For comparison, six cell populations were derived from blood monocytes by investigators of the workshop group: (1) tol DCs, (2) DC-10 cells, (3) rapamycin-conditioned DCs (rapa DCs), (4) MDSCs, (5) M regs and (6) monocytes conditioned with mesenchymal stem cells (MSCs). The variety of stimuli that are considered for cell production is especially evident with tol DCs. The workshop group concentrated on tol DCs generated under conditions including stimulation with low concentrations of GM-CSF, and with combinations of GM-CSF, IL-4 and IL-10 (DC-10 cells) or rapamycin (rapa DCs). Besides comparing the characteristics (gene expression, phenotype, function, etc.) of these closely related cells to each other, they are comparable to cells such as MDSCs, which can be generated under similar conditions, but in the presence of prostaglandin E2 or other stimuli. Interestingly, to further show the potential overlapping properties of monocyte-derived suppressive cells, recent evidence suggests that MSCs mediate their immunosuppressive effect through induction of an auxiliary macrophage via IL-10 or prostaglandin E2; whether these conditioned macrophages are unique or similar to other suppressive macrophages is a question to be addressed through the workshop. Finally, our own group in Regensburg has been actively studying the suppressive properties of monocyte-derived cells generated through M-CSF-induced maturation in combination with late ex vivo interferon gamma stimulation (M regs). While M regs have a distinct phenotype compared to other known suppressive macrophages, and have already been used in a limited number of transplant recipients, it remains unclear how these cells compare phenotypically and functionally to ex vivo generated tol DCs or MDSCs; The ONE Study workshop also seeks to answer this question.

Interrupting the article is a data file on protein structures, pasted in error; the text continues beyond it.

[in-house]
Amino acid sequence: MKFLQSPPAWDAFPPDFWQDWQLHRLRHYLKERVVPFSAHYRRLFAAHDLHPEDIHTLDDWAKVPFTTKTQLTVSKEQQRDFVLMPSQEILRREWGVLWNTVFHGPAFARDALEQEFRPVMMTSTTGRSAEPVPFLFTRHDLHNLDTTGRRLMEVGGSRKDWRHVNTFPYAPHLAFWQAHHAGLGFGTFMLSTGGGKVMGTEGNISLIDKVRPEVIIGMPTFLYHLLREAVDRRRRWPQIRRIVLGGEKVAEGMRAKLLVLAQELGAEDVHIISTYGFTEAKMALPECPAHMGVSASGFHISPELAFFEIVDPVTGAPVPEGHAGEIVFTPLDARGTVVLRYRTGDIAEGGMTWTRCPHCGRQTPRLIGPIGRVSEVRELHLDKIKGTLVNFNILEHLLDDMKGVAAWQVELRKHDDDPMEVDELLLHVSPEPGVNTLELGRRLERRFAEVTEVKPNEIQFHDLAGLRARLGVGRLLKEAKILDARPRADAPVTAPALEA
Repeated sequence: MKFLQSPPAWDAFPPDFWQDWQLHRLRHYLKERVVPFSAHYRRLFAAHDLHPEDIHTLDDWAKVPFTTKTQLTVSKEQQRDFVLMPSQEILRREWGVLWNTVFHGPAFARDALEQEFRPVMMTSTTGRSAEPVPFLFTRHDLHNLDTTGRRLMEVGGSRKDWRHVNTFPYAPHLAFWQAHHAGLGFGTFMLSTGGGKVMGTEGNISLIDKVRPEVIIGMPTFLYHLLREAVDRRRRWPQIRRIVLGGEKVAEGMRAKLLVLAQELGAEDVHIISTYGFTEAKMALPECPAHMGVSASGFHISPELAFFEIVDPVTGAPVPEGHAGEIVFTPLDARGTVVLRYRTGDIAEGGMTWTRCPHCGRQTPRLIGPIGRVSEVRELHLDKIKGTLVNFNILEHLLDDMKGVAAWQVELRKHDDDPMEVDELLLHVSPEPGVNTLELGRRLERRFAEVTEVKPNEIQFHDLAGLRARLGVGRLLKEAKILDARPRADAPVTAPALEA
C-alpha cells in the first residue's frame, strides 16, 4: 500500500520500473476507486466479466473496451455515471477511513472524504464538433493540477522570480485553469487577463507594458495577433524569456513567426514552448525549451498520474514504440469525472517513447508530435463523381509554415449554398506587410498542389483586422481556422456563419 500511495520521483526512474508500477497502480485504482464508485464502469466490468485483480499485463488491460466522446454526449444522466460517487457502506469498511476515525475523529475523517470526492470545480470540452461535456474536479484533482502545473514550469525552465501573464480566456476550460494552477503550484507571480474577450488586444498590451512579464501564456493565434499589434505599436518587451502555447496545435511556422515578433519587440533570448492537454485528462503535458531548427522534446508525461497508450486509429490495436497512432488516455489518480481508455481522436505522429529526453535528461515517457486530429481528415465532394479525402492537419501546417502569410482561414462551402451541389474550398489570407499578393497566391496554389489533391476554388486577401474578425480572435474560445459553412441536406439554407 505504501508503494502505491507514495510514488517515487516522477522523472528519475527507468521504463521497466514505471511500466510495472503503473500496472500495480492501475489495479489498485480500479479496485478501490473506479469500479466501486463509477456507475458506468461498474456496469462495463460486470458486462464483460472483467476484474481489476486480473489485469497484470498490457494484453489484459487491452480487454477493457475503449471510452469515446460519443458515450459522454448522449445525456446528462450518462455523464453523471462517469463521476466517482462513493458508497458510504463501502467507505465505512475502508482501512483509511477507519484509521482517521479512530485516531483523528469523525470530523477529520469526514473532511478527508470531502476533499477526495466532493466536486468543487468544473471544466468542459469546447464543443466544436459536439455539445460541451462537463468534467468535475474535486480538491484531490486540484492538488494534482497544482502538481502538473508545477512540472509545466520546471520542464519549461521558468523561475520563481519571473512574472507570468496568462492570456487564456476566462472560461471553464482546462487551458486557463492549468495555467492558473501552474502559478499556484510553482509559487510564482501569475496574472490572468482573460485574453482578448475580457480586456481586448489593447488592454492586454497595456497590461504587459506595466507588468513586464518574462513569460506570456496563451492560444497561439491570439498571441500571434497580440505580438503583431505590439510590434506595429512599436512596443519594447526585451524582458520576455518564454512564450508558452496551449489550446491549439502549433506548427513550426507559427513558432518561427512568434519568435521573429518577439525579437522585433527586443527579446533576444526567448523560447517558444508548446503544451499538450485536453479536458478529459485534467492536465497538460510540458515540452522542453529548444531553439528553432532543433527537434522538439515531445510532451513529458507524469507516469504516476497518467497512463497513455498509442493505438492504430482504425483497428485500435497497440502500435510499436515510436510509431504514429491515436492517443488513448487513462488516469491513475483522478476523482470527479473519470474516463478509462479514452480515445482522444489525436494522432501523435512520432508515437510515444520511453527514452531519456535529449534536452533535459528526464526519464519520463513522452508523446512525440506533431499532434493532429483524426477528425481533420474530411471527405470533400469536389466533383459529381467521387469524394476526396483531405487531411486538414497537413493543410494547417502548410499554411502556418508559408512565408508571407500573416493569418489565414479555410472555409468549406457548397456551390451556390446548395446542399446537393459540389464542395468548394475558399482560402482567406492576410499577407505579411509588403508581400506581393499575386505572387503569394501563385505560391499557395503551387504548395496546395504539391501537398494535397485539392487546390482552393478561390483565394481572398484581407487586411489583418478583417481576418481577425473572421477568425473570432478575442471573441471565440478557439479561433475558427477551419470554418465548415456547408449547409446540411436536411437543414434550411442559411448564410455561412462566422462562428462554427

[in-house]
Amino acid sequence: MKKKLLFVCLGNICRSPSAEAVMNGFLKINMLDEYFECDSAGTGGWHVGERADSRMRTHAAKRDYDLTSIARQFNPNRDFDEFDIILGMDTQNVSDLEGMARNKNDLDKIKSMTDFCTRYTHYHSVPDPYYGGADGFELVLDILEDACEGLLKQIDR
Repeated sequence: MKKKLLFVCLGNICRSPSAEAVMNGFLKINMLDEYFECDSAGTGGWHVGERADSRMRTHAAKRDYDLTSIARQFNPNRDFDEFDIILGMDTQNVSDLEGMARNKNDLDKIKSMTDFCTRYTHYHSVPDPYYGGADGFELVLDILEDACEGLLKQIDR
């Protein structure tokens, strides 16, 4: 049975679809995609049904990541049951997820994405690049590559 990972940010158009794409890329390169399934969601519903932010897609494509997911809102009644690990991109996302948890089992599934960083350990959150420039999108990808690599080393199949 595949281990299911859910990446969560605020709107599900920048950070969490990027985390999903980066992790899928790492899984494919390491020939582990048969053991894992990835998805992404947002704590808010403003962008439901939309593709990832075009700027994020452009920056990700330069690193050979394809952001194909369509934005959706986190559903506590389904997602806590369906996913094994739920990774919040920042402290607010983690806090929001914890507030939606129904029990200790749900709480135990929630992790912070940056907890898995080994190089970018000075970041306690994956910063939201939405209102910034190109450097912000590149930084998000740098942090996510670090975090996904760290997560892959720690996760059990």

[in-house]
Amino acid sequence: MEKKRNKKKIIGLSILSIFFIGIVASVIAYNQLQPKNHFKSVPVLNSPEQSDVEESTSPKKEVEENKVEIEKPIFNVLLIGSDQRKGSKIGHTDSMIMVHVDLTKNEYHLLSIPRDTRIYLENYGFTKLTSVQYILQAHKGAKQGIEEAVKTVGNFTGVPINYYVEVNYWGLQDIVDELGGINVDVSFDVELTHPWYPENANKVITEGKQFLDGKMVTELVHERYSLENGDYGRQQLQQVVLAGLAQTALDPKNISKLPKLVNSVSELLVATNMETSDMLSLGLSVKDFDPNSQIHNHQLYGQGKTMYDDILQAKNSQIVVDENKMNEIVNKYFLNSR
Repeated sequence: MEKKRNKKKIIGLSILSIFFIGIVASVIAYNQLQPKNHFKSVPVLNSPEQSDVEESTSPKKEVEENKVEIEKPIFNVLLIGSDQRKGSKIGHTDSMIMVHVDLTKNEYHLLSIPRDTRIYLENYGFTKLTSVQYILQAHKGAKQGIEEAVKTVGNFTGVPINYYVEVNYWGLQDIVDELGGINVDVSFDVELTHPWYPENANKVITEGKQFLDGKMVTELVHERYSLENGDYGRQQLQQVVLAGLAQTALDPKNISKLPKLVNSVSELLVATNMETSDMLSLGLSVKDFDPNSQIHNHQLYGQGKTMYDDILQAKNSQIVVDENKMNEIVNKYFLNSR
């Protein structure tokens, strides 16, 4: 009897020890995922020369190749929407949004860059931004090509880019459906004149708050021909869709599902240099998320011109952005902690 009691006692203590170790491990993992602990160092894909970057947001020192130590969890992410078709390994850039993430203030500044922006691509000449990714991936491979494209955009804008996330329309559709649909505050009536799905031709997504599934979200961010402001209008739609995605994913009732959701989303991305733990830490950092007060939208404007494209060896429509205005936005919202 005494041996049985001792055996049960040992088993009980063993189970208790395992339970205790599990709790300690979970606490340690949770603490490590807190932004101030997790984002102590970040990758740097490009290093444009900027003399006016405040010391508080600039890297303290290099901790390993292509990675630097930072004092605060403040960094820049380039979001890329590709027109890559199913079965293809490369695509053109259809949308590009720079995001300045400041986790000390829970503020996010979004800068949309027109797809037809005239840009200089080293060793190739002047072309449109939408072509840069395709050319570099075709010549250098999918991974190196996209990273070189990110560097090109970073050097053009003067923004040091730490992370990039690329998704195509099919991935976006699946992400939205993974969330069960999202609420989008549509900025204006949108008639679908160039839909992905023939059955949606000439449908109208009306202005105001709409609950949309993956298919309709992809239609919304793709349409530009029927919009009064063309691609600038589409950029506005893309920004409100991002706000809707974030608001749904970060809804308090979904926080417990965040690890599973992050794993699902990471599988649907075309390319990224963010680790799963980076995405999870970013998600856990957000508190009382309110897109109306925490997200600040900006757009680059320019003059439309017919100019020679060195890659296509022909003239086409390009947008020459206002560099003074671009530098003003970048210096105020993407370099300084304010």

In preparing to assess the results of the first ONE Study workshop on monocyte-derived suppressor cells, the involved investigators deemed it useful to review the present literature on tolerogenic DCs and macrophage/myeloid derived suppressor cell populations. The authors of the reviews consider the similarities and differences of these closely related cell populations, and suggest how they may best be applied as a cell therapy meant to reduce organ transplant rejection. Indeed, cell therapy is entering a critical early phase of testing in transplantation, mandating that we take the necessary steps to determine which cell populations are most adaptable and effective for this purpose. The reviews in this issue of Transplantation Research offer a view into the future of cell therapy involving suppressive cells derived from readily available circulating monocytes.